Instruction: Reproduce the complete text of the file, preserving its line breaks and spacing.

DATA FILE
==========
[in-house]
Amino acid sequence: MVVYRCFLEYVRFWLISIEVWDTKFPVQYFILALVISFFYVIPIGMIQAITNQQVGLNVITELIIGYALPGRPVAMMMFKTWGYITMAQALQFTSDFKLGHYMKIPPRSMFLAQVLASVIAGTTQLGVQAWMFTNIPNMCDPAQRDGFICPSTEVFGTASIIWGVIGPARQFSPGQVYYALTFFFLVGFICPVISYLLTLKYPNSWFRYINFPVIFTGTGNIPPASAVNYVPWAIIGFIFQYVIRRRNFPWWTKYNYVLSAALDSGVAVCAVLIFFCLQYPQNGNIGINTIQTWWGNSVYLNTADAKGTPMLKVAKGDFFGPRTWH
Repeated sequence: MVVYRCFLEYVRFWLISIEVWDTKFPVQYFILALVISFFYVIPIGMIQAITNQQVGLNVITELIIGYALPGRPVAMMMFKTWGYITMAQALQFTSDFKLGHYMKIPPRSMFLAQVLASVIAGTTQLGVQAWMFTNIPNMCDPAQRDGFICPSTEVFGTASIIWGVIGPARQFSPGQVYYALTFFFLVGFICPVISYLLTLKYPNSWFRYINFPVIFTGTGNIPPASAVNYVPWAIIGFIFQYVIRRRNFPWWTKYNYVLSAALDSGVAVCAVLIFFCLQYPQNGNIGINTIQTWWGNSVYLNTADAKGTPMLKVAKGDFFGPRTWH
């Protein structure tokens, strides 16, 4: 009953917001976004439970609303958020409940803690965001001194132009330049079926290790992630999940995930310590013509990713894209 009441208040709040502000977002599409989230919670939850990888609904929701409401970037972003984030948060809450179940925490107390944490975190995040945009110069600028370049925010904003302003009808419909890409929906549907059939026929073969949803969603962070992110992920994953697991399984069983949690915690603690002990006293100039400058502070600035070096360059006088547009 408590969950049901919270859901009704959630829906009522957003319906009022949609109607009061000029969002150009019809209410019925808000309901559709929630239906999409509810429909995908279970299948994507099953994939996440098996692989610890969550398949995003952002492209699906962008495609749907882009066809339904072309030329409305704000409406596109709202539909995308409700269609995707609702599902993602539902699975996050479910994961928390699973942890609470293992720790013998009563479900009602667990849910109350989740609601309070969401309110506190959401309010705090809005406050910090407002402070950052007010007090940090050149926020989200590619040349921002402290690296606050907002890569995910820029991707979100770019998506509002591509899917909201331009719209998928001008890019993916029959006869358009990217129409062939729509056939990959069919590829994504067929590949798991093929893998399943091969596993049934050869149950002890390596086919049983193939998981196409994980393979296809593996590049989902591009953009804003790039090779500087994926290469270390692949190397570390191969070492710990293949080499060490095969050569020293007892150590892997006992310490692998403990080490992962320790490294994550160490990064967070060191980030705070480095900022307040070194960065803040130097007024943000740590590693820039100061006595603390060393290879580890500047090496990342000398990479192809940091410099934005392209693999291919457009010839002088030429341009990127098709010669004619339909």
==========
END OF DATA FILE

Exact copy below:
[in-house]
Amino acid sequence: MVVYRCFLEYVRFWLISIEVWDTKFPVQYFILALVISFFYVIPIGMIQAITNQQVGLNVITELIIGYALPGRPVAMMMFKTWGYITMAQALQFTSDFKLGHYMKIPPRSMFLAQVLASVIAGTTQLGVQAWMFTNIPNMCDPAQRDGFICPSTEVFGTASIIWGVIGPARQFSPGQVYYALTFFFLVGFICPVISYLLTLKYPNSWFRYINFPVIFTGTGNIPPASAVNYVPWAIIGFIFQYVIRRRNFPWWTKYNYVLSAALDSGVAVCAVLIFFCLQYPQNGNIGINTIQTWWGNSVYLNTADAKGTPMLKVAKGDFFGPRTWH
Repeated sequence: MVVYRCFLEYVRFWLISIEVWDTKFPVQYFILALVISFFYVIPIGMIQAITNQQVGLNVITELIIGYALPGRPVAMMMFKTWGYITMAQALQFTSDFKLGHYMKIPPRSMFLAQVLASVIAGTTQLGVQAWMFTNIPNMCDPAQRDGFICPSTEVFGTASIIWGVIGPARQFSPGQVYYALTFFFLVGFICPVISYLLTLKYPNSWFRYINFPVIFTGTGNIPPASAVNYVPWAIIGFIFQYVIRRRNFPWWTKYNYVLSAALDSGVAVCAVLIFFCLQYPQNGNIGINTIQTWWGNSVYLNTADAKGTPMLKVAKGDFFGPRTWH
């Protein structure tokens, strides 16, 4: 009953917001976004439970609303958020409940803690965001001194132009330049079926290790992630999940995930310590013509990713894209 009441208040709040502000977002599409989230919670939850990888609904929701409401970037972003984030948060809450179940925490107390944490975190995040945009110069600028370049925010904003302003009808419909890409929906549907059939026929073969949803969603962070992110992920994953697991399984069983949690915690603690002990006293100039400058502070600035070096360059006088547009 408590969950049901919270859901009704959630829906009522957003319906009022949609109607009061000029969002150009019809209410019925808000309901559709929630239906999409509810429909995908279970299948994507099953994939996440098996692989610890969550398949995003952002492209699906962008495609749907882009066809339904072309030329409305704000409406596109709202539909995308409700269609995707609702599902993602539902699975996050479910994961928390699973942890609470293992720790013998009563479900009602667990849910109350989740609601309070969401309110506190959401309010705090809005406050910090407002402070950052007010007090940090050149926020989200590619040349921002402290690296606050907002890569995910820029991707979100770019998506509002591509899917909201331009719209998928001008890019993916029959006869358009990217129409062939729509056939990959069919590829994504067929590949798991093929893998399943091969596993049934050869149950002890390596086919049983193939998981196409994980393979296809593996590049989902591009953009804003790039090779500087994926290469270390692949190397570390191969070492710990293949080499060490095969050569020293007892150590892997006992310490692998403990080490992962320790490294994550160490990064967070060191980030705070480095900022307040070194960065803040130097007024943000740590590693820039100061006595603390060393290879580890500047090496990342000398990479192809940091410099934005392209693999291919457009010839002088030429341009990127098709010669004619339909």